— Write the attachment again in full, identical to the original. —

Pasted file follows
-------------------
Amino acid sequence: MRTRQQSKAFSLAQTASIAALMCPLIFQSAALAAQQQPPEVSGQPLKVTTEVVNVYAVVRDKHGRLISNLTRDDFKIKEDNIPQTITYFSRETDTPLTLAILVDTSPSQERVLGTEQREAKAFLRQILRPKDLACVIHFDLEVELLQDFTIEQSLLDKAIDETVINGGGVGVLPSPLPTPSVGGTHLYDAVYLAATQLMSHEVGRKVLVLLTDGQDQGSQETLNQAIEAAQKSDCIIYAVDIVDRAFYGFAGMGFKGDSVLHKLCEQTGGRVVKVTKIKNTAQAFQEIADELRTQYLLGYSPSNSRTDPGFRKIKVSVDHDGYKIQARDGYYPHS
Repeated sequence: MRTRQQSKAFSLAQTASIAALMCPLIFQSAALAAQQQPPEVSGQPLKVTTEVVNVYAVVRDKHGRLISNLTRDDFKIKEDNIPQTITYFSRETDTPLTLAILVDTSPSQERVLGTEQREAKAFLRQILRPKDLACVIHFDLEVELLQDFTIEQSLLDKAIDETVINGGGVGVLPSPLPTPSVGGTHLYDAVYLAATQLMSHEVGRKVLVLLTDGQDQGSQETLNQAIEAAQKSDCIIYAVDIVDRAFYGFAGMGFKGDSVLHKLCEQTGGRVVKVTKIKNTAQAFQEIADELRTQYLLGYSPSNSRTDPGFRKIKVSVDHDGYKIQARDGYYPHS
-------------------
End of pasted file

Amino acid sequence: MRTRQQSKAFSLAQTASIAALMCPLIFQSAALAAQQQPPEVSGQPLKVTTEVVNVYAVVRDKHGRLISNLTRDDFKIKEDNIPQTITYFSRETDTPLTLAILVDTSPSQERVLGTEQREAKAFLRQILRPKDLACVIHFDLEVELLQDFTIEQSLLDKAIDETVINGGGVGVLPSPLPTPSVGGTHLYDAVYLAATQLMSHEVGRKVLVLLTDGQDQGSQETLNQAIEAAQKSDCIIYAVDIVDRAFYGFAGMGFKGDSVLHKLCEQTGGRVVKVTKIKNTAQAFQEIADELRTQYLLGYSPSNSRTDPGFRKIKVSVDHDGYKIQARDGYYPHS
Repeated sequence: MRTRQQSKAFSLAQTASIAALMCPLIFQSAALAAQQQPPEVSGQPLKVTTEVVNVYAVVRDKHGRLISNLTRDDFKIKEDNIPQTITYFSRETDTPLTLAILVDTSPSQERVLGTEQREAKAFLRQILRPKDLACVIHFDLEVELLQDFTIEQSLLDKAIDETVINGGGVGVLPSPLPTPSVGGTHLYDAVYLAATQLMSHEVGRKVLVLLTDGQDQGSQETLNQAIEAAQKSDCIIYAVDIVDRAFYGFAGMGFKGDSVLHKLCEQTGGRVVKVTKIKNTAQAFQEIADELRTQYLLGYSPSNSRTDPGFRKIKVSVDHDGYKIQARDGYYPHS